Forum for Science, Industry and Business

Sponsored by:     3M 
Search our Site:

 

CCNY physicists master unexplored electron property

26.07.2017

While the charge and spin properties of electrons are widely utilized in modern day technologies such as transistors and memories, another aspect of the subatomic particle has long remained uncharted. This is the "valley" property which has potential for realizing a new class of technology termed "valleytronics" - similar to electronics (charge) and spintronics (spin). This property arises from the fact that the electrons in the crystal occupy different positions that are quantum mechanically distinct.

Now City College of New York physicists led by Vinod Menon have demonstrated how to manipulate the "valley" property using light by placing two-dimensional semiconductors in a light trapping structure called microcavity.


Schematic showing control of valley properties in 2-D semiconductors embedded in microcavity.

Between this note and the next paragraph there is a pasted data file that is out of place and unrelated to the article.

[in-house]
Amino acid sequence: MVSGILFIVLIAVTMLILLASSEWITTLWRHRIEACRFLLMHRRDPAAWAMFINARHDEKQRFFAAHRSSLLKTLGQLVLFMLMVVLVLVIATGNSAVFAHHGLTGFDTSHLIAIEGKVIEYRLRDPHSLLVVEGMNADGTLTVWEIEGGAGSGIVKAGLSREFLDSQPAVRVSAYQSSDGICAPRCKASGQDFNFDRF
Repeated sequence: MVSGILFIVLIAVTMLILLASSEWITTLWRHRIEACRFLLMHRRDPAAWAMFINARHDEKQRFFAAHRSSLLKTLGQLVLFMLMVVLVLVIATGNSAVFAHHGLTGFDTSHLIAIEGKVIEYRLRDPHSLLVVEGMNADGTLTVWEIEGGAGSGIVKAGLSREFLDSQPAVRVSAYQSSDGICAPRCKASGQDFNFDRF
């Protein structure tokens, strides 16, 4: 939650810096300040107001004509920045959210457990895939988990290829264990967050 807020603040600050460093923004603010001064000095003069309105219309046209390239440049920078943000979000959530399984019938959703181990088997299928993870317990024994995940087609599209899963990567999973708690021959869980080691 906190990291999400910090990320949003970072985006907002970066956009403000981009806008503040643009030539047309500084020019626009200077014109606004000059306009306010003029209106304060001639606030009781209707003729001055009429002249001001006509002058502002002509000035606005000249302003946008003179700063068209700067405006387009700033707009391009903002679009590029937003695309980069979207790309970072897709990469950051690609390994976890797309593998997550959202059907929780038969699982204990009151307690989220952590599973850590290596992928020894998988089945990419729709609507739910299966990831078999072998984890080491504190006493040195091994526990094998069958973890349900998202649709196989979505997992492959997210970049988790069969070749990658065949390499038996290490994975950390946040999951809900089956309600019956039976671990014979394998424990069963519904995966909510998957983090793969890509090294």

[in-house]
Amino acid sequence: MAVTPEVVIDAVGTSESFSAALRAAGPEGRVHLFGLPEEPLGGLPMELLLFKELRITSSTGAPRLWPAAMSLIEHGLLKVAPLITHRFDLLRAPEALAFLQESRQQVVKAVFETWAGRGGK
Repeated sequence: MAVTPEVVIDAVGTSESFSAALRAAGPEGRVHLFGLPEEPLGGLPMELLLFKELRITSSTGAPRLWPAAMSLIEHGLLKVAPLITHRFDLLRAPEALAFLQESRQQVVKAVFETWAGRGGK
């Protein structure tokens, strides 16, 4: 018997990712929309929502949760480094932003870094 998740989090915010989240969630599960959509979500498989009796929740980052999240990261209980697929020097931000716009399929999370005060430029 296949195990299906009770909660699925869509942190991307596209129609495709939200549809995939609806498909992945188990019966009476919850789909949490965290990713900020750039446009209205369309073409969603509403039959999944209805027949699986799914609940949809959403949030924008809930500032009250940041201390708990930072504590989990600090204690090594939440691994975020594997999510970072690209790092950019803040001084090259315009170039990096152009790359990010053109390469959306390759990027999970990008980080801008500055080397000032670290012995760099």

Image courtesy: Zheng Sun

This gave rise to half-light-half matter quasi-particles which have the fingerprint of the "valley" property. These quasi-particles were then optically controlled using a laser to access the electrons occupying specific "valley."

The research appears in the latest issue of Nature Photonics and is a major step towards realization of "valleytronic" devices for logic gates.

"Observing this property in traditional semiconductors was not easy. However with the advent of the new class of two-dimensional semiconductors, this property became accessible to manipulation," said Zheng Sun, a graduate student in Menon's research group and lead author of the paper.

###

Other researchers included CCNY graduate students, Jie Gu and Christopher Considine; undergraduate Michael Dollar, postdoctoral researcher Biswanath Chakraborty, Zav Shotan, and Xiaoze Liu; physics professor Pouyan Ghaemi and his postdoctoral researcher Areg Ghazaryan; and Stephane Kena-Cohen (Ecole Polytechnic, Montreal, Canada) also participated in the study.